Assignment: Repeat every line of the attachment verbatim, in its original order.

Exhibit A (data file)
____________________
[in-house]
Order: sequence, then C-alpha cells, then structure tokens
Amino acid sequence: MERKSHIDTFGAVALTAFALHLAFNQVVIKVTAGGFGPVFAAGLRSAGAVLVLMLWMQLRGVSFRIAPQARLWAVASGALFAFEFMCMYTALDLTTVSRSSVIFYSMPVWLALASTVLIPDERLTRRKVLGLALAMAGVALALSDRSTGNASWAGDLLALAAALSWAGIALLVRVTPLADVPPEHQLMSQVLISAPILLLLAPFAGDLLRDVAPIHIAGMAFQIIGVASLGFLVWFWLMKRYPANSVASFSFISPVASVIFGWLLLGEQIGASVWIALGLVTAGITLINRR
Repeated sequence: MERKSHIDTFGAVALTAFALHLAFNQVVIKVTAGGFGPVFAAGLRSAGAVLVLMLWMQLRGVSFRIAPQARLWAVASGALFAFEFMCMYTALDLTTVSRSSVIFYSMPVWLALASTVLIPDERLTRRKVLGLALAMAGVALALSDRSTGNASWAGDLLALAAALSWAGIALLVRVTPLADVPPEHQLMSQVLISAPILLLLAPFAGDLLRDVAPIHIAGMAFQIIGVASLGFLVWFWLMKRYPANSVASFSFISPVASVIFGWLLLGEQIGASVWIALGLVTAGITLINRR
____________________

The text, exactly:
[in-house]
Order: sequence, then C-alpha cells, then structure tokens
Amino acid sequence: MERKSHIDTFGAVALTAFALHLAFNQVVIKVTAGGFGPVFAAGLRSAGAVLVLMLWMQLRGVSFRIAPQARLWAVASGALFAFEFMCMYTALDLTTVSRSSVIFYSMPVWLALASTVLIPDERLTRRKVLGLALAMAGVALALSDRSTGNASWAGDLLALAAALSWAGIALLVRVTPLADVPPEHQLMSQVLISAPILLLLAPFAGDLLRDVAPIHIAGMAFQIIGVASLGFLVWFWLMKRYPANSVASFSFISPVASVIFGWLLLGEQIGASVWIALGLVTAGITLINRR
Repeated sequence: MERKSHIDTFGAVALTAFALHLAFNQVVIKVTAGGFGPVFAAGLRSAGAVLVLMLWMQLRGVSFRIAPQARLWAVASGALFAFEFMCMYTALDLTTVSRSSVIFYSMPVWLALASTVLIPDERLTRRKVLGLALAMAGVALALSDRSTGNASWAGDLLALAAALSWAGIALLVRVTPLADVPPEHQLMSQVLISAPILLLLAPFAGDLLRDVAPIHIAGMAFQIIGVASLGFLVWFWLMKRYPANSVASFSFISPVASVIFGWLLLGEQIGASVWIALGLVTAGITLINRR